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If you are looking for sun and warmth in Europe during the winter, your options are very limited. We followed the lead of Europeans who travel to Canary Islands beaches in droves during the peak season, November to March.

Harmony V in the Canary Islands
Harmony V in the Canary Islands
Photo © Barb & Ron Kroll

Located at the same latitude as Florida, Spain's Canary Islands are closer to Morocco than they are to Madrid. With winter temperatures averaging 20 degrees C (68 degrees F), the Canary Islands climate is described as eternal spring.

Resorts to rental apartments

No two of the seven major Canary Islands are alike, so we wanted to explore as many of them as possible. Although the Canary Islands archipelago offers a wide range of resorts, hotels, apartments and B & Bs, we didn't want to move our luggage from one hotel to another as we island-hopped.

Nor did we want to waste time in airports, waiting for inter-island flights, or in cruise terminals lining-up to board the Naviera Armas, Fred Olsen and Trasmediterranea ferries and jetfoils that transport passengers and vehicles between islands. We also looked for an alternative to renting a car on each island.

Cruises to the Canaries

The number of ports-of-call on Canary Islands cruises varies considerably. Many ships depart from Britain, Spain or Portugal, stopping at several other European ports before reaching the Canaries, where they visit one, two or three islands.

Variety Cruises Harmony V cabin
Variety Cruises Harmony V cabin
Photo © Barb & Ron Kroll

Variety Cruises Harmony V occasionally offers eight-day round-trip cruises, departing from Las Palmas de Gran Canaria and Los Cristianos Port, South Tenerife.

The sleek 25-cabin ship looks like a private yacht. In 2016, USA Today readers voted Variety as the best boutique cruise line in the world.

Upper Deck cabin

A bowl of fresh fruit and a bottle of Arria Yaia Bio Hellas red wine greeted us in our cabin. At our request, cabin attendant Nilam converted the twin beds into a double. Each day, she replenished the drinking water in our fridge.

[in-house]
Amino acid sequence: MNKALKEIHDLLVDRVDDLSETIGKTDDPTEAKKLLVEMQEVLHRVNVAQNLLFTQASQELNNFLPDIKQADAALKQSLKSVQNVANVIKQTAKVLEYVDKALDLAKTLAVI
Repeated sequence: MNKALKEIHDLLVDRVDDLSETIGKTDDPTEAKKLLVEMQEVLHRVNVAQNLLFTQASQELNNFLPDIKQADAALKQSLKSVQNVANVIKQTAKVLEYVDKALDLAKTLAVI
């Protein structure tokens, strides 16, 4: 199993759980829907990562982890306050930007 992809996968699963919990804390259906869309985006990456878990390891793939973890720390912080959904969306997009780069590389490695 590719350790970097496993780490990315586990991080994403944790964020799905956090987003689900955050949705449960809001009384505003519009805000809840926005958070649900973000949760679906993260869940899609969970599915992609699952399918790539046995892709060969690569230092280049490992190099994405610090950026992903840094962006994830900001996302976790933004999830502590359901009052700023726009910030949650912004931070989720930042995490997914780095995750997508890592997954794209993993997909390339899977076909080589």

Every morning, we eagerly looked out the large window to see a new destination in the Canary Islands. A daily copy of The Variety Times, delivered to our cabin, informed us of the weather, meal times, shore excursion highlights, spa specials and cocktail of the day.

The newsletter also described on-board entertainment (movies on the cabin's flat-screen TV, DVDs, books and board games in the library), suggested clothing for shore excursions, Wi-Fi availability and cost, as well as special events, such as the Captain's cocktail party and dinner.

Captain Vasileios Panagiotou on the bridge
Captain Vasileios Panagiotou on the bridge
Photo © Barb & Ron Kroll

Open bridge

We felt very safe in the Harmony V with Master Class A Captain Vasileios Panagiotou at the helm. His maritime experiences have ranged from captaining tankers and private yachts to special search-and-rescue training.

"Call me Billy," he said on the first day as he gave us tips for an interesting walk in Los Cristianos, Tenerife. As affable as he was capable, he regularly chatted with passengers, answering questions in the dining room and on the decks when the ship was docked.

The bridge was always open. During our visit, Captain Panagiotou pointed out the ECDIS (Electronic Chart Display & Information System) which pinpointed the ship's position, as well as other vessels, the GPS, bow thruster, depth meter and other equipment. "There's no problem with reefs here," he said. "The sea is 1,000 meters deep."

Dolphins and whales

We noted a silver icon on the wall opposite the wheel. "It's St. Nicholas, the patron saint of seamen," explained the captain. "You'll find this icon in all Greek ships."

Bartender David Didier serves Blue Lagoons
Bartender David Didier serves Blue Lagoons
Photo © Barb & Ron Kroll

Just after he showed us the paper charts that he kept in case the ship loses electricity, several small dolphins jumped in arches beside the ship. As we took photos from the deck, the captain noted that passengers can also occasionally see whale spouts in the distance.

Cosmopolitan crew and passengers

Although Captain Panagiotou, his chief and second officers were Greek, the rest of the crew came from around the world. The sailors and motorman were Egyptian, while the deck cadet was Spanish.

The hotel manager and cruise coordinator were Greek, but the chefs were Egyptian. Waiters Vik and Sundeep and bartender David came from Mauritius. The spa therapist, utility and laundry staff were Indonesian.